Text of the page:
The Human Phenotype Ontology provides the following list of signs and symptoms for Pyruvate dehydrogenase deficiency. If the information is available, the table below includes how often the symptom is seen in people with this condition. You can use the MedlinePlus Medical Dictionary to look up the definitions for these medical terms.

Signs and Symptoms Approximate number of patients (when available)
Feeding difficulties in infancy 90%
Muscular hypotonia 90%
Reduced consciousness/confusion 90%
Abnormal pattern of respiration 50%
Abnormality of eye movement 50%
Aplasia/Hypoplasia of the corpus callosum 50%
Chorea 50%
Cognitive impairment 50%
Gait disturbance 50%
Hypertonia 50%
Incoordination 50%
Intrauterine growth retardation 50%
Neurological speech impairment 50%
Seizures 50%
Tremor 50%
Abnormal facial shape 35%
Abnormality of the nose 7.5%
Abnormality of the palate 7.5%
Cerebral palsy 7.5%
Epicanthus 7.5%
Frontal bossing 7.5%
Hypertelorism 7.5%
Long philtrum 7.5%
Multiple lipomas 7.5%
Narrow face 7.5%
Pectus excavatum 7.5%
Respiratory insufficiency 7.5%
Trigonocephaly 7.5%
Upslanted palpebral fissure 7.5%
Ventriculomegaly 7.5%
Abnormality of eye movement -
Agenesis of corpus callosum -
Anteverted nares -
Apneic episodes precipitated by illness, fatigue, stress -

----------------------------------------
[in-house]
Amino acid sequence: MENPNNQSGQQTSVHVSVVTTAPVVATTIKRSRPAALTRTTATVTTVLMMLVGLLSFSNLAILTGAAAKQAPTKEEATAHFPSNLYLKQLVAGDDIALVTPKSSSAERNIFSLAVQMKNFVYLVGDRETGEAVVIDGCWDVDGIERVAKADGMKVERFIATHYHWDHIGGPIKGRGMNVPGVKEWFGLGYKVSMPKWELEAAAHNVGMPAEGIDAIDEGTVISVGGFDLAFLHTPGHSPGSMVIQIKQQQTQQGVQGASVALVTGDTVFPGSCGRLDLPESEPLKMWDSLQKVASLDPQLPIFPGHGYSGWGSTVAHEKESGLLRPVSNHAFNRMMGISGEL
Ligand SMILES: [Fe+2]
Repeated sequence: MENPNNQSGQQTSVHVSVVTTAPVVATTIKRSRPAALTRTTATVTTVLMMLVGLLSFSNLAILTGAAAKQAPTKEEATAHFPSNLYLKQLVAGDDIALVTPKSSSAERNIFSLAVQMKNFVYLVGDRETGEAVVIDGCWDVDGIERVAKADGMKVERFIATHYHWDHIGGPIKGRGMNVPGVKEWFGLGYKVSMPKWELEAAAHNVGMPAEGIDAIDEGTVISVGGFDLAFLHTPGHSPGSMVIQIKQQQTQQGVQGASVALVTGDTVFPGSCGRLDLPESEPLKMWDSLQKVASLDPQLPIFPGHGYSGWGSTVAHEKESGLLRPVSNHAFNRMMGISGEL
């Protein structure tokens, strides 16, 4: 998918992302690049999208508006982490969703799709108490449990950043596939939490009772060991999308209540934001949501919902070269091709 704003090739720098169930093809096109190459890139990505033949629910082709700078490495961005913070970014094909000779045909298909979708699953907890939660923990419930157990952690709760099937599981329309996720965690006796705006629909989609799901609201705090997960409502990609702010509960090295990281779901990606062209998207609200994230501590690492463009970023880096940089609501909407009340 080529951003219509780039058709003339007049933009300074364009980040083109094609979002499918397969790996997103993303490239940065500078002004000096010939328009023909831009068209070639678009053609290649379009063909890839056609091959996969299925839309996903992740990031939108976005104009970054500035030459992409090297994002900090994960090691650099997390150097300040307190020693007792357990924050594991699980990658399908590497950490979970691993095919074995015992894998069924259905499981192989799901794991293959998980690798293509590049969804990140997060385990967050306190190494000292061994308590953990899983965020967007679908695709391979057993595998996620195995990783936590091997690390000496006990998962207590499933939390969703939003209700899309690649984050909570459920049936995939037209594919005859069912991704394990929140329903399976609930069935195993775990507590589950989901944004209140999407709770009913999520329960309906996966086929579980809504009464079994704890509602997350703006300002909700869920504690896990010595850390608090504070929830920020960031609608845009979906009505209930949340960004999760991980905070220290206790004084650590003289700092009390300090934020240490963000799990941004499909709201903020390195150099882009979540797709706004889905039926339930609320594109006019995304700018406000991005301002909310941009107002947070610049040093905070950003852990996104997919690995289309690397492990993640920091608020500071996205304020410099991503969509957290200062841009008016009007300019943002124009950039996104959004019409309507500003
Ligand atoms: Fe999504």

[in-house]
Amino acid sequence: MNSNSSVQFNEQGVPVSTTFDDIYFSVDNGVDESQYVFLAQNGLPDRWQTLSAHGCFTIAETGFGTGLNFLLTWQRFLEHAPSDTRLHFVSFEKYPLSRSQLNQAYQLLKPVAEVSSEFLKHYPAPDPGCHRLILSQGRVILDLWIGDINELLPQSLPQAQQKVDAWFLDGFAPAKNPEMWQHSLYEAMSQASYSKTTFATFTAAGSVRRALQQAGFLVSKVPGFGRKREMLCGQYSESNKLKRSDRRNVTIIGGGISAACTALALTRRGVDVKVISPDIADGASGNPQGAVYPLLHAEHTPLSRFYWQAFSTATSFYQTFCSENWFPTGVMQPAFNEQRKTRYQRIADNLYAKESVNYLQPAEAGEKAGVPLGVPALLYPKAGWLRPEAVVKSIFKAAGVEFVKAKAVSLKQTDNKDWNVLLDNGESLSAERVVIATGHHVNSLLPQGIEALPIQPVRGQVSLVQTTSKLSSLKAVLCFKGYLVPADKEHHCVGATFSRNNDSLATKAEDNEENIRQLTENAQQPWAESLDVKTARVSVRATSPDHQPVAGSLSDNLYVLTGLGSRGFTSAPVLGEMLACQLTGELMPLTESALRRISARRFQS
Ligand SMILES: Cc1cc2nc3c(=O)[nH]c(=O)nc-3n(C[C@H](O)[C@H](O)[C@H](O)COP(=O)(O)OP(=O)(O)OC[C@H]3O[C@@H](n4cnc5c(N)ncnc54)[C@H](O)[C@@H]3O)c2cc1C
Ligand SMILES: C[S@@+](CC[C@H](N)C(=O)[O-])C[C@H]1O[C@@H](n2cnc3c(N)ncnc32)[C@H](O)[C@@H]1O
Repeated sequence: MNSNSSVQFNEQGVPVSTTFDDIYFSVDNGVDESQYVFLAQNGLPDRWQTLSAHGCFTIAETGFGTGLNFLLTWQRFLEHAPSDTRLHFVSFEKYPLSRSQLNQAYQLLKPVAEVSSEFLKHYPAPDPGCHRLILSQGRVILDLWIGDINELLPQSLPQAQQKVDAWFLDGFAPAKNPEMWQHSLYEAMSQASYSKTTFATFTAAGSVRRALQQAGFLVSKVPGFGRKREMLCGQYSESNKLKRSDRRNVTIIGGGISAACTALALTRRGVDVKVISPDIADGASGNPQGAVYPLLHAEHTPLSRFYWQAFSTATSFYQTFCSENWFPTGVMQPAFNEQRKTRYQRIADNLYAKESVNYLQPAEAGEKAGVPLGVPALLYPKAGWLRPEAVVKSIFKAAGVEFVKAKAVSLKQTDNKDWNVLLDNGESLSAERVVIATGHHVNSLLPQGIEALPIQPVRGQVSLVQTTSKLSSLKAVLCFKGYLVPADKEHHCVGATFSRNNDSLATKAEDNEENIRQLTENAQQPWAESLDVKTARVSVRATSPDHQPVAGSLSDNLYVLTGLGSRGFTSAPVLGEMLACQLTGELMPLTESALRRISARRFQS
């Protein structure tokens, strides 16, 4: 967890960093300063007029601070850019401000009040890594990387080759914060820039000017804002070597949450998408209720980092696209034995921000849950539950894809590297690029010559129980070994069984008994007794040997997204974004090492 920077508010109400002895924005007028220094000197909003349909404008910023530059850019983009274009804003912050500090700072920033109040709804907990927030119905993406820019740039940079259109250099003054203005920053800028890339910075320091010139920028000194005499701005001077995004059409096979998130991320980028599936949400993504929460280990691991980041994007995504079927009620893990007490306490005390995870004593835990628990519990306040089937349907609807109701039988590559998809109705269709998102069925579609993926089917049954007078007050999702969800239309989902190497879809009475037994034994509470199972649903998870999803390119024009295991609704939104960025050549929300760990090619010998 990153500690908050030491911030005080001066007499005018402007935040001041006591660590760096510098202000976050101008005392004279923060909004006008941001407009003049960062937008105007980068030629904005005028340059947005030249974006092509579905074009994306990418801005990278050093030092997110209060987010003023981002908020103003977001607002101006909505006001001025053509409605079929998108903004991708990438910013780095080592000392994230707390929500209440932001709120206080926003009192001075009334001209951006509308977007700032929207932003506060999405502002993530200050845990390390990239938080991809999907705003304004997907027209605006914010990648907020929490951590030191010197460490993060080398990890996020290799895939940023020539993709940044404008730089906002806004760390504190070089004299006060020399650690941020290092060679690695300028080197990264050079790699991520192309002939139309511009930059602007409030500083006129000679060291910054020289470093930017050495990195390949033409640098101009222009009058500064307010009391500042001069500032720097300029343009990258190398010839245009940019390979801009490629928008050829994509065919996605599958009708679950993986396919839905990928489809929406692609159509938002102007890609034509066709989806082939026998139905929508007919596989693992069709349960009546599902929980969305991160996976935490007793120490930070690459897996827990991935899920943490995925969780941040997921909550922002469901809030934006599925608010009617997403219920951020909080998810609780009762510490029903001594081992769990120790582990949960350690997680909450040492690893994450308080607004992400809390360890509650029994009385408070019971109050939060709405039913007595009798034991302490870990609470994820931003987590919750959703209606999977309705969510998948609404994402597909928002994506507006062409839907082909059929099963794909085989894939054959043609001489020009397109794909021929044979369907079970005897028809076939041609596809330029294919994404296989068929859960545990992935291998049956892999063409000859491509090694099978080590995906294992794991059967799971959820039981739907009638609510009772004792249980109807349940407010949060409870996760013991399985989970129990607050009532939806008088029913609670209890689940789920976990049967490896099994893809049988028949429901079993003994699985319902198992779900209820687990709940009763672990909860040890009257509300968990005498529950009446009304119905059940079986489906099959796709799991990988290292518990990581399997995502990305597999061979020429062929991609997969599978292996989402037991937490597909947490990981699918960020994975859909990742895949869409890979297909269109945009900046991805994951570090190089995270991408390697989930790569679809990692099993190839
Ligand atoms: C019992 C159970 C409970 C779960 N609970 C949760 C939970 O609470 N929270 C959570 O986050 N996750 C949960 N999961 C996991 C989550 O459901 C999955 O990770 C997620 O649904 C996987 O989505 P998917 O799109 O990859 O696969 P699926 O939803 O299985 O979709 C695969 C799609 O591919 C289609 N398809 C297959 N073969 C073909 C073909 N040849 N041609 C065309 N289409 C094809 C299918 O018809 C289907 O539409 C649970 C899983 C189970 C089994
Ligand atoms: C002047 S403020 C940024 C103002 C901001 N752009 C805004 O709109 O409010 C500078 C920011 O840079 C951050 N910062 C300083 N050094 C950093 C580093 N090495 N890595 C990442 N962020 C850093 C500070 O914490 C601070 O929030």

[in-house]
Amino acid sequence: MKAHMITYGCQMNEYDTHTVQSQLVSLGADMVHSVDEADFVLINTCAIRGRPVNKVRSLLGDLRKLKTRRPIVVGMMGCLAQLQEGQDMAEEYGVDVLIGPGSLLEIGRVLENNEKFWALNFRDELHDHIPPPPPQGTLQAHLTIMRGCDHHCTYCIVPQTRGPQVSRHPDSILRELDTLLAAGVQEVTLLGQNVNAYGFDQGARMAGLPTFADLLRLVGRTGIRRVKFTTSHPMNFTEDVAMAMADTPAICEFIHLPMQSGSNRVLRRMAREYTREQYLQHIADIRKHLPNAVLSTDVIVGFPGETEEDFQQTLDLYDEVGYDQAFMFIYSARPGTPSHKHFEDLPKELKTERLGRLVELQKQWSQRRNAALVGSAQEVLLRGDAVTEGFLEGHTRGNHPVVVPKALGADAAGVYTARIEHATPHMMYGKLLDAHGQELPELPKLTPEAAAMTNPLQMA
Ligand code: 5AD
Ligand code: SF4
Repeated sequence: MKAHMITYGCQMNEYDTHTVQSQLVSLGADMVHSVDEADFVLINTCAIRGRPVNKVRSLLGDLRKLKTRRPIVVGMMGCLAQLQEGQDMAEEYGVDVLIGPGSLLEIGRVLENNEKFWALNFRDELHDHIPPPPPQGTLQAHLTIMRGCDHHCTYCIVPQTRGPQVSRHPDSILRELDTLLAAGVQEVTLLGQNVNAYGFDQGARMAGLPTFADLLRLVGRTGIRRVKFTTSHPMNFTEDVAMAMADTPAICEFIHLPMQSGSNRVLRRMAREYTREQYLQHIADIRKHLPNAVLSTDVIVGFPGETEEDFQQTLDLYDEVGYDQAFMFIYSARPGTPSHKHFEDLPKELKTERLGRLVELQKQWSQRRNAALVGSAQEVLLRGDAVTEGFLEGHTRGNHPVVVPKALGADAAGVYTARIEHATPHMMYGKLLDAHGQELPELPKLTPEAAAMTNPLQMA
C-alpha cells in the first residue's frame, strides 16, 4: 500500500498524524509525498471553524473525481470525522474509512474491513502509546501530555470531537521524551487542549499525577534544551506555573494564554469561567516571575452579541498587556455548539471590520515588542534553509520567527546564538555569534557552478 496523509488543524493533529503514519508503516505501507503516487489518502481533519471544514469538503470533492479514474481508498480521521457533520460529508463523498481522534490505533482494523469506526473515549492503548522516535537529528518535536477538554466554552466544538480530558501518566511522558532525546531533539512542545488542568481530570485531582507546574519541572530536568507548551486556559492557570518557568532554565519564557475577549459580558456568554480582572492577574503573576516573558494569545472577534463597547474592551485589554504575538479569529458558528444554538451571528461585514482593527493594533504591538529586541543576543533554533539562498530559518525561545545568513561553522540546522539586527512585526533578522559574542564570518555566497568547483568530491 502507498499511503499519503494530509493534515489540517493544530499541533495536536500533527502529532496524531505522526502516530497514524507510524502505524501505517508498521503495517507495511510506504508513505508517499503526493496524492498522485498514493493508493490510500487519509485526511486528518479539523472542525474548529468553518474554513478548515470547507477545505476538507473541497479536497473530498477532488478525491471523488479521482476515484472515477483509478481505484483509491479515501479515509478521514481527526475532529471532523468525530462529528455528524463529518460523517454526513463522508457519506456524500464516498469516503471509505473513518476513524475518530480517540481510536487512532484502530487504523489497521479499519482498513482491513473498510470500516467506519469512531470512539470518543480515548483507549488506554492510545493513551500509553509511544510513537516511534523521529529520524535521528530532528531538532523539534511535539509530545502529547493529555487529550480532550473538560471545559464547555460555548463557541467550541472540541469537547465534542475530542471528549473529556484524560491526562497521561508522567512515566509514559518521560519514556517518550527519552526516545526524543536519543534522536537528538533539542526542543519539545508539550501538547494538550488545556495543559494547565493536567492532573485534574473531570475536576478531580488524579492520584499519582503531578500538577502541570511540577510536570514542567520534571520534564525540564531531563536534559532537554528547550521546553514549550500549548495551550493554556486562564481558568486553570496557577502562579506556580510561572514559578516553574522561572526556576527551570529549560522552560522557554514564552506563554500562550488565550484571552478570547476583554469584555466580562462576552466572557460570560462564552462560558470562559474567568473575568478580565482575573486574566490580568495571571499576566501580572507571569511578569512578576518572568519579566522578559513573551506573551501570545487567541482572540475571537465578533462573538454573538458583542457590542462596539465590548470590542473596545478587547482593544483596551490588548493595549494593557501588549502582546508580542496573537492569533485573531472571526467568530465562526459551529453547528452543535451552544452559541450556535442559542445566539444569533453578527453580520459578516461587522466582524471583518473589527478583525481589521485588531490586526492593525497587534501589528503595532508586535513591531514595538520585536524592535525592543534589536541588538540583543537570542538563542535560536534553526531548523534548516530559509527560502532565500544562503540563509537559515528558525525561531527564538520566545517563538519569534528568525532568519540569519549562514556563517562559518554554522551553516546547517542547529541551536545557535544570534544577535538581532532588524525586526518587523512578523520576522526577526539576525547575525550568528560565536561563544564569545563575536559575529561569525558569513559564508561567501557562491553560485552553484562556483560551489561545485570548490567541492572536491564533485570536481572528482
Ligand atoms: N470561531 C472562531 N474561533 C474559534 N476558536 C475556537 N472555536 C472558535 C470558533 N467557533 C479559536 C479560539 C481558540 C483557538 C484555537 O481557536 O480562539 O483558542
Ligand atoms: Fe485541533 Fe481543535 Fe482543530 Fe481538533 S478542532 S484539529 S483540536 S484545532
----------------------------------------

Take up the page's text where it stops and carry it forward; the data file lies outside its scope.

Basal ganglia cysts -
Cerebral atrophy -
Choreoathetosis -
Chronic lactic acidosis -
Decreased activity of the pyruvate dehydrogenase (PDH) complex -
Dystonia -
Episodic ataxia -
Flared nostrils -
Frontal bossing -
Hyperalaninemia -
Increased CSF lactate -
Increased serum lactate -
Infantile onset -
Intellectual disability -
Lethargy -
Long philtrum -
Muscular hypotonia -
Phenotypic variability -
Ptosis -
Seizures -
Severe lactic acidosis -
Small for gestational age -
Ventriculomegaly -
Wide nasal bridge -
X-linked dominant inheritance -

Last updated: 12/1/2014

The Human Phenotype Ontology (HPO) has collected information on how often a sign or symptom occurs in a condition. Much of this information comes from Orphanet, a European rare disease database. The frequency of a sign or symptom is usually listed as a rough estimate of the percentage of patients who have that feature.

The frequency may also be listed as a fraction. The first number of the fraction is how many people had the symptom, and the second number is the total number of people who were examined in one study. For example, a frequency of 25/25 means that in a study of 25 people all patients were found to have that symptom. Because these frequencies are based on a specific study, the fractions may be different if another group of patients are examined.

Sometimes, no information on frequency is available. In these cases, the sign or symptom may be rare or common.


References
  1. G K Brown, L J Otero, M LeGris, R M Brown. Pyruvate dehydrogenase deficiency. Journal of Medical Genetics. 1994; 31:875-879. http://www.ncbi.nlm.nih.gov/pmc/articles/PMC1016663/pdf/jmedgene00001-0059.pdf. Accessed 1/3/2011.


Other Names for this Disease
  • PDHC
  • Pyruvate dehydrogenase complex deficiency
See Disclaimer regarding information on this site. Some links on this page may take you to organizations outside of the National Institutes of Health.